Living Out Our Faith in a Technological World

Living Out Our Faith in a Technological World

As Reformed Christians, we believe that God’s Spirit is busy extending his rule all over creation. This includes technology, but does that mean that:

  • God is at work even through the smartphone a teenager frequently uses to access pornography?
  • the Holy Spirit is working through the computers that university students use every day—the same computers that cause constant distractions with social media and the never-ending flood of bad news happening around the world?
  • there is hope for people who didn’t grow up learning technology and feel left behind or even forgotten?

Yes! The next three stories illustrate ways that God is at work in all three of these scenarios thanks to ministries of the Christian Reformed Church.

Djibril

As a teenager living in Burkina Faso, West Africa, Djibril was regularly accessing pornography on his smartphone. The sense of guilt he felt for doing so was becoming overwhelming.

Even though Djibril felt guilty about watching pornography, he never stopped using his phone.

One day, Djibril came across a website that offered advice for people like him who were struggling with lust and pornography addiction. The program was part of a youth-centered audio series from Back to God Ministries International’s French ministry team.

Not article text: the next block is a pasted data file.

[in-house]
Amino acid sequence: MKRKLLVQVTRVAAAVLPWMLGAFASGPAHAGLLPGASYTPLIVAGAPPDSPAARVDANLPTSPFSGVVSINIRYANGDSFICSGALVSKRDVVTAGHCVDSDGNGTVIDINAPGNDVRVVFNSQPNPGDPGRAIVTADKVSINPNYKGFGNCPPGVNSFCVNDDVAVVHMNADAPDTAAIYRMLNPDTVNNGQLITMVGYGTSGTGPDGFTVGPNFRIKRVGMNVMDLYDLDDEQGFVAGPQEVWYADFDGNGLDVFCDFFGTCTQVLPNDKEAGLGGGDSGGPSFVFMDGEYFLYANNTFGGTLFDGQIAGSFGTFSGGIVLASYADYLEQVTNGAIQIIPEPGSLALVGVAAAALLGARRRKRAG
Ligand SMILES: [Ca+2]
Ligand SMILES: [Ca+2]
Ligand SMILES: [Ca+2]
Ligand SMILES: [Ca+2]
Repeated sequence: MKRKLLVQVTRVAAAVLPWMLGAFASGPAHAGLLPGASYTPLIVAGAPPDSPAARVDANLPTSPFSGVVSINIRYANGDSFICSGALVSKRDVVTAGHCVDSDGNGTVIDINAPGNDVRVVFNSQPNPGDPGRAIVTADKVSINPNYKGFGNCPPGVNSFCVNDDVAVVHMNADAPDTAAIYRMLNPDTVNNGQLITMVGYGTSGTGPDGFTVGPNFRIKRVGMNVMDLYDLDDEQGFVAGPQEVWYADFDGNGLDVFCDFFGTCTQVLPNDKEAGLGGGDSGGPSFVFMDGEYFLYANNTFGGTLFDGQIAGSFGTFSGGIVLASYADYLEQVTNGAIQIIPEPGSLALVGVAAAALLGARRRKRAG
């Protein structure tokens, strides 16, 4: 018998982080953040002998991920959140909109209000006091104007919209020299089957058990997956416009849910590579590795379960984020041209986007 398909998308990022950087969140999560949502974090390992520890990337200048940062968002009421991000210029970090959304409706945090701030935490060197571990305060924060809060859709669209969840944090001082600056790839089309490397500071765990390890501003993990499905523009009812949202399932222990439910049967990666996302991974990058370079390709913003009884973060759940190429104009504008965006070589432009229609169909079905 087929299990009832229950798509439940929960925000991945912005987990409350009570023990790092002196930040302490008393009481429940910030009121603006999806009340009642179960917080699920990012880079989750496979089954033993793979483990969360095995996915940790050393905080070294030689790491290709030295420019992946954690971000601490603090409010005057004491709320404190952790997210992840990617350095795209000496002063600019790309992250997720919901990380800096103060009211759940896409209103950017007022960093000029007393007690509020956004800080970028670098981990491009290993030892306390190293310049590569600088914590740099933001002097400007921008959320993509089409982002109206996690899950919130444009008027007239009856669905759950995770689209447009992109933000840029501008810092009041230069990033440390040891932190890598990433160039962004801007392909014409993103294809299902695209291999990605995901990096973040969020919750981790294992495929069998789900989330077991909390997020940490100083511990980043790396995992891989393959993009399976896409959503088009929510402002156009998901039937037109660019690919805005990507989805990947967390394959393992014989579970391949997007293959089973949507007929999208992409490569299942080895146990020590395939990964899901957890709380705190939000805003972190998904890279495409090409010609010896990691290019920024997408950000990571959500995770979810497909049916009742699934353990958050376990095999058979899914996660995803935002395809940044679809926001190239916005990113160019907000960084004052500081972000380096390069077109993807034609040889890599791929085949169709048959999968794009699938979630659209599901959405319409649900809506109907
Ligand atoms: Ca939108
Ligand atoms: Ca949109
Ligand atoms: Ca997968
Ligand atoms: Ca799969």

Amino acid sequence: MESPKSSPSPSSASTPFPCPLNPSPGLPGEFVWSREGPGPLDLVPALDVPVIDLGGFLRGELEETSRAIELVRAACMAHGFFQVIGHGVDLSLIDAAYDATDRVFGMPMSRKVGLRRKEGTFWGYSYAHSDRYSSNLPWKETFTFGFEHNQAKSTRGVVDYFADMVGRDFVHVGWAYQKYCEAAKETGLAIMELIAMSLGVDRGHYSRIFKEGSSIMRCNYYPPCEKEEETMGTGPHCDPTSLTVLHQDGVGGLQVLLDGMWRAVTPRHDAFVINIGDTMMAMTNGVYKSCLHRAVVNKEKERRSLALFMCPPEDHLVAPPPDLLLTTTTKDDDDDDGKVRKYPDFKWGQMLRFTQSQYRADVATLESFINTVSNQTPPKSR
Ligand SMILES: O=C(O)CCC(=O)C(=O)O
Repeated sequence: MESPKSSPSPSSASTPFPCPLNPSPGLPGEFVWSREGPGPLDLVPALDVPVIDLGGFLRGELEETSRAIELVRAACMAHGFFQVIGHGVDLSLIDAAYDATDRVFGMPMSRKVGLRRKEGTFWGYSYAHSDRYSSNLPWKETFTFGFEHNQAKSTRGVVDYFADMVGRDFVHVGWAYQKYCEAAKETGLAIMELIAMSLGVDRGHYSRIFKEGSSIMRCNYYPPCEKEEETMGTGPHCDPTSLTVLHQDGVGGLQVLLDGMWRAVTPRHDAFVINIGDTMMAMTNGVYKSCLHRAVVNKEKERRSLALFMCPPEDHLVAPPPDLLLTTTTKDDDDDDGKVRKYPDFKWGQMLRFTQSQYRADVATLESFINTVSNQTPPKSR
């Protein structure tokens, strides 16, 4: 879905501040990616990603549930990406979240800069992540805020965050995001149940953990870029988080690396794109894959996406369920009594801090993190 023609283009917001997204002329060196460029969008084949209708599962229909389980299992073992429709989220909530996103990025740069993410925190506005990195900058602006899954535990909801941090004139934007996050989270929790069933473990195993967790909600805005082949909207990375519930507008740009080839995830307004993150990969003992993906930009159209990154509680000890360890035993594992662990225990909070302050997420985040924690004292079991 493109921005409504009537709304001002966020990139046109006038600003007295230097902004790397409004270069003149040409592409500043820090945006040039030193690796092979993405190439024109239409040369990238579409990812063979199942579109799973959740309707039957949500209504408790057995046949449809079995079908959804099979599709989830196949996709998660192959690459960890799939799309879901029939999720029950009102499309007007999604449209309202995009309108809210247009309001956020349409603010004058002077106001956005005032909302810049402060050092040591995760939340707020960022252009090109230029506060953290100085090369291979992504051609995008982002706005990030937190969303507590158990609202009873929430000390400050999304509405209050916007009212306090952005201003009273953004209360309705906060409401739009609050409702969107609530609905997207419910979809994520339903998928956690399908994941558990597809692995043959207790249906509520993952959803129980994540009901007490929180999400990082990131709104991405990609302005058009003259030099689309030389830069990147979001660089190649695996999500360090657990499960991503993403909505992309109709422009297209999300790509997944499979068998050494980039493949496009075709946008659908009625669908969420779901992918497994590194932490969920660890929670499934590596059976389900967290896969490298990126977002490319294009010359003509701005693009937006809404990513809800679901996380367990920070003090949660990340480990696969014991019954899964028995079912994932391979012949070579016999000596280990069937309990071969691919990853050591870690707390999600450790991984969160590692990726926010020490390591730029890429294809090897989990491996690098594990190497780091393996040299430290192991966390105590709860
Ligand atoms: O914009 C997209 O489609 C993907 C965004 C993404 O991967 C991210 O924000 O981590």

“We gathered 15 youth volunteers who wanted to share messages with their peers,” said Marc Nabie, BTGMI’s French ministry coordinator in Burkina Faso. “Many of the volunteers have struggled with the same issues that they were now discussing.”

Djibril comes from a Muslim background. When he heard the honest words from someone his age who had struggled with the same issue he was now facing, he felt compelled to call the Christian ministry center that produced this message, even though it was from outside his religion.

“I realized through listening that other young people are facing the same problem as me, but also that there is a solution in Christ,” Djibril told Nabie. 

After that initial call, Nabie connected Djibril with a volunteer who lived in Djibril’s region. The volunteer was willing to answer Djbril’s questions about overcoming temptation and about the Christian faith. In Djbril’s case, his parents accepted the offer of having Djibril meet with a volunteer and allowed him to do so.